Lai Ah Hong

Lai Ah Hong

Tuesday 11 Aug 2020

Lai Ah Hong started his Christmas Island journey sleeping on a wooden bed frame, with no mattress, in a three-square-metre army barracks style accommodation.

“I must say, it was a little bit different from what we expected,” Lai says.

“I was disappointed there was no mattress, they didn’t provide one and I couldn’t afford to buy one. Sleeping was horrible, the lack of sleep also affected our work performance.”

Lai’s unit, like many of the Malaysian and Singaporean single workers, was segregated from where the Caucasians lived and had no hot water to shower or bathe in.

That was in 1978 and Lai was just 23 – thrown into a society were Asian labour was exploited and authorities practiced a form of apartheid and segregation.

Lai had moved to the Island from Malaysia, to work for the phosphate mine as a labourer.

“When you come in, you get put in a floating gang, it's like, we were moved around working all over the place, and they’d say ‘ok now we want you to clean this or chop down this bush or move something,” he says.

Forty-two years later at 65, Lai is now based in Perth as the managing director of that very same mine, albeit a much bigger company.

He has come a long way from a time of abhorrent and unjust working and social conditions, but remarkably can look back and laugh at the hard times, including an incident when he and his colleagues were told to get off the coastal bus which was reserved for Caucasians and their families. 

“The coastal bus, we did not know was just for the Caucasians and their families, I remember there were about four or five of us, we just jumped on it because we were not in work clothes as we were training up to be train guards and it was raining,” he says.

“By the time we jumped on they asked who we were and we said we were train guards. The bus driver said, ‘You are not allowed to come on the bus. You guys should get off before we all get in trouble.’ I said, ‘we are not going to go anywhere, a bus is a bus.’”

It was a brave move considering many lived with the threat of ‘never to return’ (NTR) being stamped on official documents, which stopped workers from returning to the Island if they had left on leave or to visit family, and was designed to deter troublemakers or people who stood up for their basic human rights.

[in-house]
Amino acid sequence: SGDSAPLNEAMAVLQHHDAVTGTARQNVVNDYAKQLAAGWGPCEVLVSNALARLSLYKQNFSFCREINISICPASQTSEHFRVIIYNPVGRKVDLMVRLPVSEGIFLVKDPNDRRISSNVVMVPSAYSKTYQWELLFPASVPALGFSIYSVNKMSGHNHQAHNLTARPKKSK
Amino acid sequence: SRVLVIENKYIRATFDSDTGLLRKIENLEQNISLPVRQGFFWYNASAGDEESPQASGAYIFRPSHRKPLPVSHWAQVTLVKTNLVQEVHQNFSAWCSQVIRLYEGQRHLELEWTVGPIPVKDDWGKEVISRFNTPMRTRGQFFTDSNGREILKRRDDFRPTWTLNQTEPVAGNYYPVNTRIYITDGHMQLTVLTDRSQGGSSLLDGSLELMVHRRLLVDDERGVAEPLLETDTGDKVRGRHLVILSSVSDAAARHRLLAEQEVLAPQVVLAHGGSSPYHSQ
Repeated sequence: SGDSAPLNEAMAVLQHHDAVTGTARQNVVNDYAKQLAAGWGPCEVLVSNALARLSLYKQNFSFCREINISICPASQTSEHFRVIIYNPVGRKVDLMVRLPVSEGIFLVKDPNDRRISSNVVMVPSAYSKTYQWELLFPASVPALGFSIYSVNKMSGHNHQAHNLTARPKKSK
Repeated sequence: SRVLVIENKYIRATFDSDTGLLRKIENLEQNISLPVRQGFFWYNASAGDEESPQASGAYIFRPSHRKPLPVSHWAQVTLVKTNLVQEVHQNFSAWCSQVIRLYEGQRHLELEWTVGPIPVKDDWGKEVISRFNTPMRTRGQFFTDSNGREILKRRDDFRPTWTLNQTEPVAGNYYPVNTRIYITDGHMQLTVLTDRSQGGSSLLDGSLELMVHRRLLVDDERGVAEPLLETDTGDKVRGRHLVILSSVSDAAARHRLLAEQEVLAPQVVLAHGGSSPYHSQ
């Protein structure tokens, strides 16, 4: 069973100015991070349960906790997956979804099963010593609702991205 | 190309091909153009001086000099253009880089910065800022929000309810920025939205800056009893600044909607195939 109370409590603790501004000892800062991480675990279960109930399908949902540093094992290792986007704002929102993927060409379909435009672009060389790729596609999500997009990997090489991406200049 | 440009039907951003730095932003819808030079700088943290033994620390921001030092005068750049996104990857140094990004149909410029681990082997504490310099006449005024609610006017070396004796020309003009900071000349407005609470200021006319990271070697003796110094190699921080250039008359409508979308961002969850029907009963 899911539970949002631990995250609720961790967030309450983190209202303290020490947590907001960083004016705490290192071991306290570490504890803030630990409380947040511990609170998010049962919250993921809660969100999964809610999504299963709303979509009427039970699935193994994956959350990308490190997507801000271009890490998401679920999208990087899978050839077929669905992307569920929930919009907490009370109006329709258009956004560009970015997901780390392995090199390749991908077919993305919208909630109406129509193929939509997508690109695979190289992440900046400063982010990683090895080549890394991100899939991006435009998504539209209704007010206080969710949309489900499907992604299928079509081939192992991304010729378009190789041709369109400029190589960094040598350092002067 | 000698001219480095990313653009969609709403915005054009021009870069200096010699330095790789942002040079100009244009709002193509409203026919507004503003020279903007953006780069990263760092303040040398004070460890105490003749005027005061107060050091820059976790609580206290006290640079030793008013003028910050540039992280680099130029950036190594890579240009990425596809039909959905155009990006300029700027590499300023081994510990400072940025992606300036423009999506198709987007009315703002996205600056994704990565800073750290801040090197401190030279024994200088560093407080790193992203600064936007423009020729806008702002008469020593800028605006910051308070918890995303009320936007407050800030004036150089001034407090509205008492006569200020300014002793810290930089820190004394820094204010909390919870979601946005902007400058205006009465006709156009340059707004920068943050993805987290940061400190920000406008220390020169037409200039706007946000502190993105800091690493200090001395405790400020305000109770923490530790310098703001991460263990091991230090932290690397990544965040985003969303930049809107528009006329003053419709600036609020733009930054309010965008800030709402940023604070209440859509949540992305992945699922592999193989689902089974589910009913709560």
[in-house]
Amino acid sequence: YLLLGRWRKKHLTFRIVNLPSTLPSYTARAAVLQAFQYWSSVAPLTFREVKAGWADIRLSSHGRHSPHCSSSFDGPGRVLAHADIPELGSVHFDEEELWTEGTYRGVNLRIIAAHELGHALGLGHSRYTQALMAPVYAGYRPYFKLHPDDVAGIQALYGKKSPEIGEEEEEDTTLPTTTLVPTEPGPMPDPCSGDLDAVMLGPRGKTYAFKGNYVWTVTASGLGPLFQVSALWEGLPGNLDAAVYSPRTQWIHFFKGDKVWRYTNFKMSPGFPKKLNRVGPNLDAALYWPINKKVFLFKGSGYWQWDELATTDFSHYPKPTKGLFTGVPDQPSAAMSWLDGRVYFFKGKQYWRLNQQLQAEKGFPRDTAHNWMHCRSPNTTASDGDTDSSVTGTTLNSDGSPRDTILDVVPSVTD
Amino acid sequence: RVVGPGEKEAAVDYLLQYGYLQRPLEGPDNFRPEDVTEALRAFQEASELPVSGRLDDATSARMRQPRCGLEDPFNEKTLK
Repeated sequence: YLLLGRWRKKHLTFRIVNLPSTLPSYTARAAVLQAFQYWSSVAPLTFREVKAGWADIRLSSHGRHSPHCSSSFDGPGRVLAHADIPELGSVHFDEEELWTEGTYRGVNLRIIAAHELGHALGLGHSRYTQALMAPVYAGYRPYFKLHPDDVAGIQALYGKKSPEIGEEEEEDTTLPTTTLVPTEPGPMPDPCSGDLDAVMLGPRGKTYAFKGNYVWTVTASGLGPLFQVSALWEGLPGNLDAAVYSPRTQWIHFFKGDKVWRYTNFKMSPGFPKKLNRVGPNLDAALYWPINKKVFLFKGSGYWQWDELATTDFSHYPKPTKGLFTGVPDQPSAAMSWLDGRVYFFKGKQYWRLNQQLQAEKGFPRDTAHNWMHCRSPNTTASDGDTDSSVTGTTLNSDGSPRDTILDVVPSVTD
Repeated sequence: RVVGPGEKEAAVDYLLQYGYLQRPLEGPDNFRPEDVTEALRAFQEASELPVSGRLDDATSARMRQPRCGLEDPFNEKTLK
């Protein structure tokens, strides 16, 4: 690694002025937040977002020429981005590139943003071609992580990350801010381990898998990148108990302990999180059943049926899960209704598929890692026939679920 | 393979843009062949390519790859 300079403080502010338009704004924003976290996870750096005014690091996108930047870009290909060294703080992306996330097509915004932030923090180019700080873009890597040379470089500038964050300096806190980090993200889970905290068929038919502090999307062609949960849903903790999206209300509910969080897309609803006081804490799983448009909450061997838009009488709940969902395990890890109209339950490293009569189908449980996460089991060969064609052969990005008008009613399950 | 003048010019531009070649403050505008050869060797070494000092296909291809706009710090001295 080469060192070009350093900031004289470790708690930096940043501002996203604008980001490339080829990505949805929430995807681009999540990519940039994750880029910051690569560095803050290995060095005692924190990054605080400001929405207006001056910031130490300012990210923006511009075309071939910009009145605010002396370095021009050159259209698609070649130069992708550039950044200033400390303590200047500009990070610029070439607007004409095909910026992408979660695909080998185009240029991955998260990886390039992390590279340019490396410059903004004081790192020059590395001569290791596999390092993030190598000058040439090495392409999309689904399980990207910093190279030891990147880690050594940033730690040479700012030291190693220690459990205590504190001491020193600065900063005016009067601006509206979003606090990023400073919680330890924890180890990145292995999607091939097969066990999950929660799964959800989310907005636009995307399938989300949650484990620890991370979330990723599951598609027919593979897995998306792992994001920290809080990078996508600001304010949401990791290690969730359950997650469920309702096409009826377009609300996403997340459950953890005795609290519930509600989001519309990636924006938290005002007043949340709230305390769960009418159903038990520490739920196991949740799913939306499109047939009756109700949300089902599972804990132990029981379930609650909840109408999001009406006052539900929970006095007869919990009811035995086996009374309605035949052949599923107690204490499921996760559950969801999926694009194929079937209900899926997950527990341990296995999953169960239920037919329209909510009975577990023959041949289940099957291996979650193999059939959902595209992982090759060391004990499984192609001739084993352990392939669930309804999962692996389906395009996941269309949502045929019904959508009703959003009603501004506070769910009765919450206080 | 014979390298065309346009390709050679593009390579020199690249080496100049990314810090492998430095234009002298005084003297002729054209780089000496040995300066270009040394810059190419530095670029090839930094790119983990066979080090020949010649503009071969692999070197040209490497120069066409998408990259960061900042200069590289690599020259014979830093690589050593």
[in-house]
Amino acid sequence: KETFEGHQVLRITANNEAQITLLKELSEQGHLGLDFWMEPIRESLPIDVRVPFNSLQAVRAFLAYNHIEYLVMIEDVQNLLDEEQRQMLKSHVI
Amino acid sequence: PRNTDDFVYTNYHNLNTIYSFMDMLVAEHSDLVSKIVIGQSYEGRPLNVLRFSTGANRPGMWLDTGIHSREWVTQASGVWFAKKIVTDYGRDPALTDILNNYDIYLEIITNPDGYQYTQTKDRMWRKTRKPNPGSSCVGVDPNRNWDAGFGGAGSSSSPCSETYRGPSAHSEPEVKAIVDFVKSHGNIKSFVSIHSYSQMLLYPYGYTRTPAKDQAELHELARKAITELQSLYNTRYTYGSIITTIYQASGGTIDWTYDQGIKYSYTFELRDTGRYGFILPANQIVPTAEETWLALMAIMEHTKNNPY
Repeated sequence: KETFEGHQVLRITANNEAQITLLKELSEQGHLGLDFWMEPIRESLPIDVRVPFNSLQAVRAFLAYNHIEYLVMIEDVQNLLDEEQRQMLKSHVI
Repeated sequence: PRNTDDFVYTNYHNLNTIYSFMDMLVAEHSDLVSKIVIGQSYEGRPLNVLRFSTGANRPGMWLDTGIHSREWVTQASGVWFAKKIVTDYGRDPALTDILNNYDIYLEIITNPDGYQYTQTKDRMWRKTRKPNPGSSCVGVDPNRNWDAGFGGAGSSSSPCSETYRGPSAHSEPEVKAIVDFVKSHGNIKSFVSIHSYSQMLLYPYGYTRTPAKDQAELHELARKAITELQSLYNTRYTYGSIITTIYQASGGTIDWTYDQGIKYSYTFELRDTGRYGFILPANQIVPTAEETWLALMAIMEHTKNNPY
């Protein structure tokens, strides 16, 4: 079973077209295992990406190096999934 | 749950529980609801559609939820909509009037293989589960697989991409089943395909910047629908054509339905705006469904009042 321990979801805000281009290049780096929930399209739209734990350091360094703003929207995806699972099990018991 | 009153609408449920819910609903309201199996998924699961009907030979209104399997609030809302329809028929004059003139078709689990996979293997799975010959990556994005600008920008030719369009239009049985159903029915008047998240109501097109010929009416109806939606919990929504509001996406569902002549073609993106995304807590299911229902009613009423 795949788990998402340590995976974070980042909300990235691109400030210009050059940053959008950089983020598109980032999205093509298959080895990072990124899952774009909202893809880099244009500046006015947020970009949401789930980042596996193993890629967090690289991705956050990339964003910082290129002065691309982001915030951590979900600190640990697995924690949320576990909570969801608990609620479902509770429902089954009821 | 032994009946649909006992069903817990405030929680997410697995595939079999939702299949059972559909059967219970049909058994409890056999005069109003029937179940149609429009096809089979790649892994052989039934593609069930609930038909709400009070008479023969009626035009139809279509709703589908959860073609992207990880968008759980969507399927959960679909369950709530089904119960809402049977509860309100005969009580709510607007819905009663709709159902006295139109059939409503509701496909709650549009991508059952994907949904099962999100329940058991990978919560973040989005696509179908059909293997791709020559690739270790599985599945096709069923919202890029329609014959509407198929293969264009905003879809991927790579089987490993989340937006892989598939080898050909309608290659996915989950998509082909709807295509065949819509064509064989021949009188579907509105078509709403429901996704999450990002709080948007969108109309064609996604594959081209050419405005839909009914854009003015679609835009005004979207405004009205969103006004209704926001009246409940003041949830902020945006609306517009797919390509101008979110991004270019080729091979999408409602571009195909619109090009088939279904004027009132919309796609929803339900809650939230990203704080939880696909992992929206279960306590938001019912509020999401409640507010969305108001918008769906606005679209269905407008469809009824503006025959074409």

Lai, however, was destined for leadership. Despite starting his mining career as a humble labourer, it didn’t take him long to fight for what was right.

With his mattress complaints going unheard, he and his friend thought they would try their luck at the local union office. 

“We complained to the mine and we got nothing basically, and then while walking home one day we passed the union office. We told them we couldn’t work, because we couldn’t sleep so they noted our concern,” says Lai.

“One month later a mattress arrived, we didn’t even know it was coming, it just got dropped off in the room, as if it fell from the sky.

“I don’t think the we had that win on our own, I think the union had done a lot of groundwork before we made a complaint.”

It’s no surprise Lai then joined the Union of Christmas Island Workers, which was set up in 1975 and became an integral part of shaping the Island into what it is today.

“I was being pushed to join the union executive, only six weeks after I arrived on Christmas Island and ultimately became president of the union,” he says.

“At that time there were about 1800 workers, so you can imagine it was quite a big workforce.”

In those early days Lai only planned to stay on the Island for three years to make some money to be able to go home to marry his now wife and raise a family, but his plans changed when a man named Gordon Bennett became secretary of the union.

Lai says Mr Bennett is lauded as a hero on the Island, having helped to change guest-worker status for Asian employees so they could become permanent residents.

“Through the union we achieved an increase to $30 a week and wage parity, which was a big deal back then and working conditions started to improve over the next two years,” Lai says.

By 1982, Lai wanted to bring his wife over to the Island, but still couldn’t access appropriate accommodation and Asian workers were not allowed to buy property. To get around this he invested in his own business.

“I got a tender for a general store shop, which had two bedrooms attached, so that solved my problem, so my wife could come over,” he says.

By 1987, the Australian Government, which operated the mine, claimed it was not financially viable and shut it down.

“When the mine was closed, suddenly we all had a very uncertain future. The key question was, what do we want to do? Without a job a lot of people decided to leave,” Lai says.

“But many chose to stay. Now, if you were to ask people to stay for a month or two or three, I think that was still quite reasonable, but when you ask people to stay without a job and with no income, it was a big ask. It was not easy to motivate people to stay and fight to reopen the mine.”